As occurred on many other plantations, however, Tenguel's banana plants fell victim to the Panama disease, a devastating fungal infection that appeared in Ecuador in the late 1950s. By 1960, most of the plants had been destroyed. United Fruit dismissed hundreds of workers, cut wages, and eliminated previously provided services. Frustrated workers formed a workers' organization and, later, realizing that little hope remained for future employment under similar conditions, formed a cooperative-an organization responding to the growing peasant agrarian reform movement. On March 27, 1962, the workers invaded Tenguel and seized the land. The state intervened, and United Fruit Company abandoned the zone. Tenguel's downfall was part of a process of contentious agrarian reform, beginning in Ecuador in the 1960s and lasting roughly a decade, that resulted in state-sponsored fragmentation of the large, often unionized, banana plantations owned by multinational corporations into smaller non-union plantations owned by local producers.9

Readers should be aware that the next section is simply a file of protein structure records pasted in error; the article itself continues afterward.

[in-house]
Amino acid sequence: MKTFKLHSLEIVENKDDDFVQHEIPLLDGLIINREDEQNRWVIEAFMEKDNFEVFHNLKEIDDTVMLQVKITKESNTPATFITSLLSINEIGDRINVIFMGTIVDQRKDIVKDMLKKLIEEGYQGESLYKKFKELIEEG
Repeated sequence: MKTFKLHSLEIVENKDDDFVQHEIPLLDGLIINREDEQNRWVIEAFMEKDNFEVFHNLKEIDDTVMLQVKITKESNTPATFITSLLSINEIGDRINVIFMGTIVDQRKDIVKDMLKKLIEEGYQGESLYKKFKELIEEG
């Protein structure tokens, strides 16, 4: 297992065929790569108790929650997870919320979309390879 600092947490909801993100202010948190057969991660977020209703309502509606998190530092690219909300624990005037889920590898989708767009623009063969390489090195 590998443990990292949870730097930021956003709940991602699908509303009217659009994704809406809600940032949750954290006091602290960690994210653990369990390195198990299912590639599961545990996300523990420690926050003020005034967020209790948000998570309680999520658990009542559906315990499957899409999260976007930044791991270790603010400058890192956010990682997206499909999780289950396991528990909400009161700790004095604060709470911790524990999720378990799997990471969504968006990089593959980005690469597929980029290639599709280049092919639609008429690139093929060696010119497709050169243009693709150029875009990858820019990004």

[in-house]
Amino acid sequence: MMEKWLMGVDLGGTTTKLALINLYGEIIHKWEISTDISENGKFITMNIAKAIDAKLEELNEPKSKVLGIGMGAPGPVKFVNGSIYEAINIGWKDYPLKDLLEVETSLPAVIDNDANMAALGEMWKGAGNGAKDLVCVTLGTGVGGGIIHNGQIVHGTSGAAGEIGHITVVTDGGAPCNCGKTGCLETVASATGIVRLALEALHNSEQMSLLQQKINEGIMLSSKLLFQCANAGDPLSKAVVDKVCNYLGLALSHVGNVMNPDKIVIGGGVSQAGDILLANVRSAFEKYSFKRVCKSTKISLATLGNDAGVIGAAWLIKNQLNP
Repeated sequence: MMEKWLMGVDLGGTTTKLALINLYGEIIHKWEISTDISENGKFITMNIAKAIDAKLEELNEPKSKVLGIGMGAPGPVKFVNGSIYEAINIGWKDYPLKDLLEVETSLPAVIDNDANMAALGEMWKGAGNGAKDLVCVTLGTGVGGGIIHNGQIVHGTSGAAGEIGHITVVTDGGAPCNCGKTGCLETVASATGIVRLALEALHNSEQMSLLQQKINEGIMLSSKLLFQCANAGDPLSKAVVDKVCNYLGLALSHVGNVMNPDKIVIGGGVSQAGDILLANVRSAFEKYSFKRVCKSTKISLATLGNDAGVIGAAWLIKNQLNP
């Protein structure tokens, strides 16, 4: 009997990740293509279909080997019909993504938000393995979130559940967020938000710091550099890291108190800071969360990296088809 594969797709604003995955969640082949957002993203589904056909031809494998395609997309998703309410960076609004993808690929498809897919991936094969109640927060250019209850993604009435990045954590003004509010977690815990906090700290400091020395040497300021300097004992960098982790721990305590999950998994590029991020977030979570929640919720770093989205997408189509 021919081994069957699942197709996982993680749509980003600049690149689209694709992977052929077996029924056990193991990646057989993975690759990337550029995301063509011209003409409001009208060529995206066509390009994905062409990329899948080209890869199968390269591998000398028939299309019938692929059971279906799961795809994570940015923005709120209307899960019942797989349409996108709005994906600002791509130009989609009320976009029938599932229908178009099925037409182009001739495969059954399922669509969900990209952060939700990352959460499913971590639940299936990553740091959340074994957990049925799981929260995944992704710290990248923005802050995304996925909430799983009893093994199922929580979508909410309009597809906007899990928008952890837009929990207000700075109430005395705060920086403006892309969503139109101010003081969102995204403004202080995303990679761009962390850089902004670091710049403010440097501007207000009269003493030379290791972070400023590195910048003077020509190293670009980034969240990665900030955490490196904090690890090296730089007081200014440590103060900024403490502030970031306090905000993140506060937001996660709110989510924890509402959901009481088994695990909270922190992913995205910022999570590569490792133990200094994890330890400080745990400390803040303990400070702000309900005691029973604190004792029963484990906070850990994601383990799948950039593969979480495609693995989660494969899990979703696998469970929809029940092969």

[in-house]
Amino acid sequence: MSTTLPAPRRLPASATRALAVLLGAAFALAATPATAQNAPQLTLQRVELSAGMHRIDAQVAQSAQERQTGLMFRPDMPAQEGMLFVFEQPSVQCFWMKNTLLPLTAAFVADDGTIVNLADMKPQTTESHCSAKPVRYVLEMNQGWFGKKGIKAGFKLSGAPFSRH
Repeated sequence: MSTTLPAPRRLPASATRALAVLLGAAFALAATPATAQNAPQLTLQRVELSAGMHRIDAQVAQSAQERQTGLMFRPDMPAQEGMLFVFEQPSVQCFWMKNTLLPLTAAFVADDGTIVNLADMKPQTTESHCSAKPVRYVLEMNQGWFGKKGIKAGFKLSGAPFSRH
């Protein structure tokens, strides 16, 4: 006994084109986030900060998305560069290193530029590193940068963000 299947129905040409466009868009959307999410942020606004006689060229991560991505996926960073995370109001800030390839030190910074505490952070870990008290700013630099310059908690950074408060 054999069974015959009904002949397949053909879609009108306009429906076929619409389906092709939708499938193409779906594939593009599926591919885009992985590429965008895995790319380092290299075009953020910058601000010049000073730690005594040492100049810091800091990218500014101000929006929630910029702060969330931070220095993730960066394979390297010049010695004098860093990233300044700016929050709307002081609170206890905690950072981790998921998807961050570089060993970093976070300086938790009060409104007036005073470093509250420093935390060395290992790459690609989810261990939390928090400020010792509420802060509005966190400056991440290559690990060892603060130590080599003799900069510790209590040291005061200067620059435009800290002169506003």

Though major factors, agrarian reform and the arrival of the Panama disease were not the only forces behind the flight of foreign banana corporations from Ecuador in the early and mid-1960s. The Cavendish, a new variety of banana, more efficient to produce and more hurricane- and disease-resistant, began replacing other varieties in Central America,10 effectively negating Ecuador's comparative advantage.11 Ecuador became a reserve rather than principal supplier, and both those multinational corporations directly owning land and those purchasing bananas from local suppliers either disappeared from or significantly reduced their participation in the Ecuadorian market. The United Fruit Company, for example, by 1965, no longer directly owned any land in Ecuador and only sporadically purchased fruit to cover shortfalls. The Standard Fruit Company, later Dole Food Company, Inc. (Dole), was the exception-not owning land directly but never letting its share of Ecuador's international banana market fall below 15 percent.12